Sunday Scriptures — OT C 22, Aug. 28, 2016

The first reading and the gospel speak of humility and helping the poor; the second reading is about the community within which we worship.

 
The second reading — Hebrews 12:18-19, 22-24a — is the last of four selections from Hebrews 11 and 12 that were proclaimed on the 19 through the 22nd Sundays. (We also hear readings from Hebrews on Christmas, Good Friday, five Sundays in Year B, and 24 successive weekdays in odd-numbered years.) This passage contrasts God’s appearance at Mount Sinai, when he gave the Law, and the heavenly worship in which we participate in our liturgy. At Sinai God was unapproachable (except by Moses) and the manifestation of his presence was terrifying to the people. But now God has made himself approachable, and the assembly of angels and saints is joyful. We join this assembly through Jesus and the covenant ratified by the shedding of his blood, which is figuratively sprinkled on us when we receive it in holy Communion.

 
The first reading — Sirach 3:17-18, 20, 28-29 — begins with a recommendation similar to the advice Jesus seemingly gives in the gospel: humility will win you love. Next, though, it tells us that God favors those who are humble. One aspect of humility is knowing your limitations. Finally, there is a seemingly abrupt turn to a recommendation of almsgiving.

The responsorial psalm — verses taken from Psalm 68 — picks up the thought of the poor and needy: the beneficiaries of our almsgiving. God cares for them; his blessings on the land are for their good.

 
The gospel pericope — Luke 14:1, 7-14 — has two sections after the initial verse setting the scene: the advice to the guests, and the advice to the host. The advice to the guests, taken literally, seems strange coming from Jesus. But the message is not to be taken literally, however effective such a tactic might be in certain contexts. It becomes clearer when we realize, as St. Paul says in Philippians 2:5-11, that Jesus is the one who took the lowest place: laying aside divinity, becoming human, and accepting death by crucifixion. Then the host of the eternal banquet called him to the highest position. We, too, must not cling to our status; we must be willing to accept whatever cross comes our way for the sake of others. This is easy to say, but not at all easy to do.

The advice to the host furnishes a way for taking the advice given to the guests. As in the first reading, the advice is to give to the needy — which is truly giving because one doesn’t receive comparable value in return. This is what Jesus did when he humbled himself. He brought us all to the banquet with the Father, despite the fact that none of us has any way of repaying him. We are all recipients of God’s mercy and should try to show it to others. Humility includes realizing that we’re not inherently better than anybody else, and we don’t deserve to be better off than they are.

Sunday Scriptures — OT C 18 & 19, Jul. 31 & Aug. 7, 2016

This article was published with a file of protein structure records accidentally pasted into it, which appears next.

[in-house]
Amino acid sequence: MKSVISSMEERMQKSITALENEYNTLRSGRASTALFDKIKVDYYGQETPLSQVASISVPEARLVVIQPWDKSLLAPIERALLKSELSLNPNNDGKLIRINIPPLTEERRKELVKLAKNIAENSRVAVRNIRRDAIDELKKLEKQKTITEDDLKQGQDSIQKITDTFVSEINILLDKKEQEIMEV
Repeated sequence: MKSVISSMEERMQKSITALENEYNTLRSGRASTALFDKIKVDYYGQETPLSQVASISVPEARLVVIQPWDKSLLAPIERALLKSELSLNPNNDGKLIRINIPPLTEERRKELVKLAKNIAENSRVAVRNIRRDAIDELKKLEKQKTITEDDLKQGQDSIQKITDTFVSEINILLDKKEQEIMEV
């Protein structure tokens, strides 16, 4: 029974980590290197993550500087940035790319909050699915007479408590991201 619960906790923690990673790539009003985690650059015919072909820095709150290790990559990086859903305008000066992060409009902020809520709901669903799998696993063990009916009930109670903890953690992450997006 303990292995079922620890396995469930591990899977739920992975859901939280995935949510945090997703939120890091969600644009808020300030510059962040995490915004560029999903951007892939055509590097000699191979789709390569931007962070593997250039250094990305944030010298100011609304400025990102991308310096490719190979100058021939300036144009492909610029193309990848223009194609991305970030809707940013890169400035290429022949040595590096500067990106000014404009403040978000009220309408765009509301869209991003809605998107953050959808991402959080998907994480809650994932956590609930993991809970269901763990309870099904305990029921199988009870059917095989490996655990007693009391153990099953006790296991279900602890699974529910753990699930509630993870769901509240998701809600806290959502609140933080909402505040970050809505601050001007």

Super late once more, but here goes.

July 31 — 18th Sunday in Ordinary Time.

You can’t take it with you. The first reading — Ecclesiastes 1:2; 2:21-23 — gives us the well known opening verse,”Vanity of vanities … All things are vanity.” It continues with the case of one who works hard to amass wealth which will go to another when he dies. All his hard work and anxiety don’t bring a proportionate enjoyment.

In the gospel — Luke 12: 13-21 — Jesus offers the parable of the rich landowner who dies the very night after he has decided that his years of working at amassing wealth have paid off so well that now he can retire and enjoy “the good life.” This parable is framed by two teachings: avoid greed (which is so much a part of our culture that most of us don’t even realize how greedy we are); and what we should really strive for is to be “rich in what matters to God.”

The second reading — Colossians 3:1-5, 9-11 — gives a teaching from Paul about what matters to God. It is what is above, where Jesus is with the Father. Our true life is life in Jesus. We become rich by leaving sinful conduct behind us and living a life of virtue in a community of the redeemed in which all are equal.

 

August 7 — 19th Sunday in Ordinary Time.

In the gospel — Luke 12:32-48 — Jesus begins by harking back to last week’s theme of having treasure in heaven, which we attain by avoiding greed: instead, selling what we have and giving alms. Next the lesson is to be prepared for his return. We don’t know when that will be, but if we live according to God’s will, we are always prepared

In the first reading — Wisdom 18:6-9 — we hear of how the Israelites were prepared for God’s intervention to set them free with the Exodus. They had faith in God and offered the Passover sacrifice, just as we have faith in God and offer our Paschal Sacrifice, Jesus on the cross.

The second reading — Hebrews 11:1-2, 8-19 — gives us the example of Abraham’s life of faith, leaving his home, traveling to Canaan, being prepared to offer Isaac, his son, in sacrifice (just as the Father sacrificed his Son, Jesus, on Calvary).

 

We see that faith is much more than accepting the doctrines found in the Nicene Creed which we recite every Sunday at Mass. It means expecting the guidance of the Holy Spirit in our lives. Our prepared ness isn’t just to meet the Lord at the end of our lives or at the end of time. The Lord can come unexpectedly at any moment to furnish his guidance, as her did many times for Abraham. It may have to do with a vocation in life; it may have to do with accepting a job offer; it may have to do with marriage; it may have to do with moving to a new home or any other decision however large or seemingly small. Bu we won’t hear God’s call unless we’re listening. So we need to cultivate that attitude of confident expectation, that reliance on God’s presence “now and at the hour of our death,” as we pray in the Hail Mary.